The Public Relations Society of America chooses September as the month to remind its members of the importance of ethical thought and behavior. Other communication organizations, including the International Association of Business Communicators and the International Public Relations Association for example, also emphasize ethical practice in their membership information.
That three word phrase continues to ring in my head from the moment my dad said to me years ago before basketball practice or baseball workshops. He wanted me to go and learn everything I possibly could. “Be a sponge and soak up everything they tell you.” Of course, my dad was talking to me about sports, but I feel like that mentality is what got me to where I am today and continues to help me grow in my professional career.
I’ve done hundreds of radio interviews throughout my career. They seem simple. After all, you just pick up a phone or visit a studio and have a conversation with the host. But radio interviews are nothing like normal conversations (unless your friends take listener phone calls and toss to a commercial break every few minutes!).
Four years ago, Angela Hernandez asked me to contribute to a blog interview series called, “Is PR Right for Me?” Little did we know at the time that my answers to Angela’s questions would spark a special chain of events … a DM between Valerie Simon and myself that emerged into a wonderful friendship, as well as the birth of our dynamic PR community, #PRStudChat.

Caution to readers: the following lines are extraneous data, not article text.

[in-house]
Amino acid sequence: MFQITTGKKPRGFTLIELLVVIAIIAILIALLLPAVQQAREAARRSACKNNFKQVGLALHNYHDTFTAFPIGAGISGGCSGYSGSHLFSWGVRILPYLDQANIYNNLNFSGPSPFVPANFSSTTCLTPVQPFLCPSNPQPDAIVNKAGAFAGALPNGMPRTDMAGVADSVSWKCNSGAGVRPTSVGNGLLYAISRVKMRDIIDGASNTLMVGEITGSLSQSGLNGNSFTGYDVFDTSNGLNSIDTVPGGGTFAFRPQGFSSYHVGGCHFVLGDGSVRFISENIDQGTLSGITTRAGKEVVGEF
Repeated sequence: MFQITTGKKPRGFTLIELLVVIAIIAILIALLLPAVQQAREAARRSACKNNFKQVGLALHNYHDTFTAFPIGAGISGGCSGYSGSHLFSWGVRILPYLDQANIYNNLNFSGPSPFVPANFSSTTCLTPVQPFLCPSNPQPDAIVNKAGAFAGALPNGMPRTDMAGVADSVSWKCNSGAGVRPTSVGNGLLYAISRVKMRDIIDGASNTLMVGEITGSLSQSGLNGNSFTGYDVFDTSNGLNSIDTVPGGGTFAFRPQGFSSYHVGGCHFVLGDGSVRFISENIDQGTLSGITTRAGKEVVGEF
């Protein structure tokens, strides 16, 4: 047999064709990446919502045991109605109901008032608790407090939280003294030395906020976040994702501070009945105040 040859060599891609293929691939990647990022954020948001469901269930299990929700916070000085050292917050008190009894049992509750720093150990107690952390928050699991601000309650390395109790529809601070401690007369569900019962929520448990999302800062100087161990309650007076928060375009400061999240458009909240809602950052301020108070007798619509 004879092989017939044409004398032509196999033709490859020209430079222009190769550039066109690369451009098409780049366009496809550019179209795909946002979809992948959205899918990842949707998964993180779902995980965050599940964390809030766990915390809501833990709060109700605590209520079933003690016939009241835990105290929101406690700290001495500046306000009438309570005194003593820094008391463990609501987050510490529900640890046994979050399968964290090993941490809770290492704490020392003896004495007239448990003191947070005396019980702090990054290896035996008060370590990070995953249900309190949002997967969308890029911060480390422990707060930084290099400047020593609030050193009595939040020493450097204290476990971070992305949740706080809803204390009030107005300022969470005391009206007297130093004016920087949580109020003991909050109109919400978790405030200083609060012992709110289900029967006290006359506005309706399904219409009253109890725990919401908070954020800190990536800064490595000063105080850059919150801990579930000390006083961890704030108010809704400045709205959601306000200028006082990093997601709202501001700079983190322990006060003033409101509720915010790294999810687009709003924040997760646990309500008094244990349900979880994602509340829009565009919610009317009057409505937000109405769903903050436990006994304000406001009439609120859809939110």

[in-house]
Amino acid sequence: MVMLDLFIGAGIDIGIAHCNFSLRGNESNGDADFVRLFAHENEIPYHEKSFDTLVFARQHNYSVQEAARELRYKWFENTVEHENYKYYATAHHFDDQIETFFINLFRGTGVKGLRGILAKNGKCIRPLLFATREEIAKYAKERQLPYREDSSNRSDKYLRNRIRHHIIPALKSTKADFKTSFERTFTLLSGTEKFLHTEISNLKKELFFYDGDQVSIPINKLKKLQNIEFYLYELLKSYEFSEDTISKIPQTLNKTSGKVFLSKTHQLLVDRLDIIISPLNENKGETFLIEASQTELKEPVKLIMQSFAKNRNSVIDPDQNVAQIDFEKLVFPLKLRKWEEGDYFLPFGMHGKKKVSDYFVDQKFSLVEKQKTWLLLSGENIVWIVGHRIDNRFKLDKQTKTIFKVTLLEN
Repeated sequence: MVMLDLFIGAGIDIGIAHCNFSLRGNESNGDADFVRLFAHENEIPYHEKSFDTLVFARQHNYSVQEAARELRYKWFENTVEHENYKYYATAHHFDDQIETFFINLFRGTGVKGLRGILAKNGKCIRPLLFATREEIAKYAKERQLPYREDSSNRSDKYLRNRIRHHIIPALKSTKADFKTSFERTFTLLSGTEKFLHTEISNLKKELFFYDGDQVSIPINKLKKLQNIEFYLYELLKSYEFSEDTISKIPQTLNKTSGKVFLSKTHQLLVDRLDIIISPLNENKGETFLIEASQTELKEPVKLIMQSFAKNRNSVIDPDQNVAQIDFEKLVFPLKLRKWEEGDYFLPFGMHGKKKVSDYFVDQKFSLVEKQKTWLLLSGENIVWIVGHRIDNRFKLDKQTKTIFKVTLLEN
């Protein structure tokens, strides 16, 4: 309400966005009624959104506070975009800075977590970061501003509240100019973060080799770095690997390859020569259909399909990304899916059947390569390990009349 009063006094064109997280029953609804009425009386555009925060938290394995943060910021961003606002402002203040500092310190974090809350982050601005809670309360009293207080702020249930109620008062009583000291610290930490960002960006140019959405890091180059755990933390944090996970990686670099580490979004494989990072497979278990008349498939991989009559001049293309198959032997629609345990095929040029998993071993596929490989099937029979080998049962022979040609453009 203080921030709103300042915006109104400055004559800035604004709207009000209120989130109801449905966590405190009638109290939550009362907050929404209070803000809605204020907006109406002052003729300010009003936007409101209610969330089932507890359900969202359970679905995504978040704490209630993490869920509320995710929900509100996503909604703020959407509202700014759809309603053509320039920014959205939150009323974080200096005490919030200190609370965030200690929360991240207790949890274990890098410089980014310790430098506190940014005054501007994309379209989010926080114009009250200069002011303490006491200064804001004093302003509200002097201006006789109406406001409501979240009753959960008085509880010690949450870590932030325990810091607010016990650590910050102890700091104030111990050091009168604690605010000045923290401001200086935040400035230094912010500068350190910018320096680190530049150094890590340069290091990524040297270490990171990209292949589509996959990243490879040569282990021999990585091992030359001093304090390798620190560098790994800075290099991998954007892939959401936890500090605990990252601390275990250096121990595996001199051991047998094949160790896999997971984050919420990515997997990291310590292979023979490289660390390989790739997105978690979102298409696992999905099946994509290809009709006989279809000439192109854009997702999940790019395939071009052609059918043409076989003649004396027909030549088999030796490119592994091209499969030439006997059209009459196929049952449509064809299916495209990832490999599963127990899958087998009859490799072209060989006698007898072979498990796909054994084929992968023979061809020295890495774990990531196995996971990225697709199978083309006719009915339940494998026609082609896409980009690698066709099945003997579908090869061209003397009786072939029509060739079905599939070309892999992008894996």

I spent the last week in Rhode Island vacationing with my family. One of my favorite vacation activities was reading on the beach. My book of choice was Digital Marketing Analytics: Making Sense of Consumer Data in a Digital World by Chuck Hemann and Ken Burbary. After finishing the book, I’m happy to report it was a great read.
On July 16th, I had the honor of speaking at the Council of PR Firm’s InternFest 2013. More than 175 NYC interns gathered for a program at the NYU Kimmel Center. With only 10 to 15 minutes for opening remarks, I wanted to offer young professionals a glimpse into the world of PR, through a […]
I’ve had easily a half-dozen or more one-on-one conversations this summer with students – current and former – from Curry College, where I teach PR full-time in our undergraduate Communication Department, and Regis College, where I teach part-time in the graduate Organizational and Professional Communications program.
In an age of public conversations, ethical decision making and accurate communications are top of mind for the PR professional. With the public accessing social media for their news and information, the topic of ethics is even more prominent. The major professional associations provide a Code of Ethics to educate and guide PR professionals on the subject. However, with the shifting media landscape and technology advancing rapidly, communications ethics are challenged.
A local reporter is scheduled to visit your office in a few days to conduct an interview with you.
It’s a critical interview for your company, one that will impact your growth, your reputation, and your bottom line. You prepare for it carefully, huddling with your leadership team and preparing highly memorable media messages that will gain the audience’s attention—and trust. You may even conduct a mock interviewing session to gain comfort when answering challenging questions.